News Topic: Between  a RAAC and a Hard Place

By Rhiannon Cooper, Membership and Communications Coordinator - 6th September 2023

I am sure, given current extensive media coverage, you will be aware of the dreaded building material, ‘Reinforced Autoclaved Aerated Concrete’ or  RAAC.

It might be that you have children who have had to resume online learning reminiscent of the Covid19 pandemic, or it might be because your industry sector is directly impacted. Whatever the reason, by now you will be aware of the issues and the controversy surrounding this low cost, lightweight and easy to install material.  

It was used for a huge proportion of municipal development and construction through the 1950s into the 80s and found in buildings constructed as late as the 90s. Given the short lifespan of RAAC, it is no surprise that issues are starting to arise, and the cracks (literally, in some cases) are starting to show.

Politically, the focus has been on educational buildings, with more than 100 schools being impacted, but the issue of RAAC is not limited to the education sector.  Many other at risk buildings have been identified across the wider public estate. 

There have been multiple hospitals identified, various court buildings and even some residential homes have made the list, so it got me thinking about the nature of our sector.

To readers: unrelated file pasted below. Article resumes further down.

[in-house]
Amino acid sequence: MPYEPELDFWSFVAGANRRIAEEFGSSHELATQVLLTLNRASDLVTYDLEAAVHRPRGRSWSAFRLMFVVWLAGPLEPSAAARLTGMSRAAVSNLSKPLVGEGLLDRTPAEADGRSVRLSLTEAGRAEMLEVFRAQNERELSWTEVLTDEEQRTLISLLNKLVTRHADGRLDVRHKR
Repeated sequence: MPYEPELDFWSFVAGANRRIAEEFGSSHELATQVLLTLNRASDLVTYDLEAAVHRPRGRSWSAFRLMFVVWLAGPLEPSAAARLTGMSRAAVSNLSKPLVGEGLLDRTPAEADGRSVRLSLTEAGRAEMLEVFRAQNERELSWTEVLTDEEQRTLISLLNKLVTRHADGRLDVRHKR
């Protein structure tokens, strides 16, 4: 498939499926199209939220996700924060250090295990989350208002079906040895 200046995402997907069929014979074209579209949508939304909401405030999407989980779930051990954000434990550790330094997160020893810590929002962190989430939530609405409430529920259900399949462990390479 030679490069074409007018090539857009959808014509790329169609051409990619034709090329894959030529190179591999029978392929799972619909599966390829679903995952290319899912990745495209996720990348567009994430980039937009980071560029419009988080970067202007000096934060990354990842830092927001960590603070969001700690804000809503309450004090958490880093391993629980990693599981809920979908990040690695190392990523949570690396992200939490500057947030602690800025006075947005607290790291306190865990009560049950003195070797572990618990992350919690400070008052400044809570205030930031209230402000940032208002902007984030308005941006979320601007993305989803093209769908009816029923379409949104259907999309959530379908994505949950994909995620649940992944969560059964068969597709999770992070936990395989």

Are your premises free of RAAC?

If RAAC is present, is it in good condition?

Fortunately (a silver lining perhaps…?) RAAC has a characteristic appearance that sets it apart from regular high density concrete.  A simple, visual inspection will suffice (The Government has produced a RAAC guide linked below), checking for:

  • Aerated structures; RAAC is porous.  
  • Cellular or honeycomb like appearance, seen when the material is cut or broken. 
  • Textured surface; check for visible pores/holes. 

We would like hear from you if you have been affected and hear your plans to address the problem.


Whilst PARN cannot offer any direct support, it may be useful for us to compile a register of actions being taken and any on-going monitoring being put in place. In this way we can provide a network and a community that will allow sharing of solutions and hopefully direct future actions to mitigate the problem.

Please reach out and let me know what this means for you; we are looking to create conversations amongst the network and even if you just want to share your thoughts, I would love to hear from you. 

Email me here

Link to the Government RAAC Guidance: click here

Link to the list of IStructE Chartered & Incorporated-Members who have experience of RAAC: click here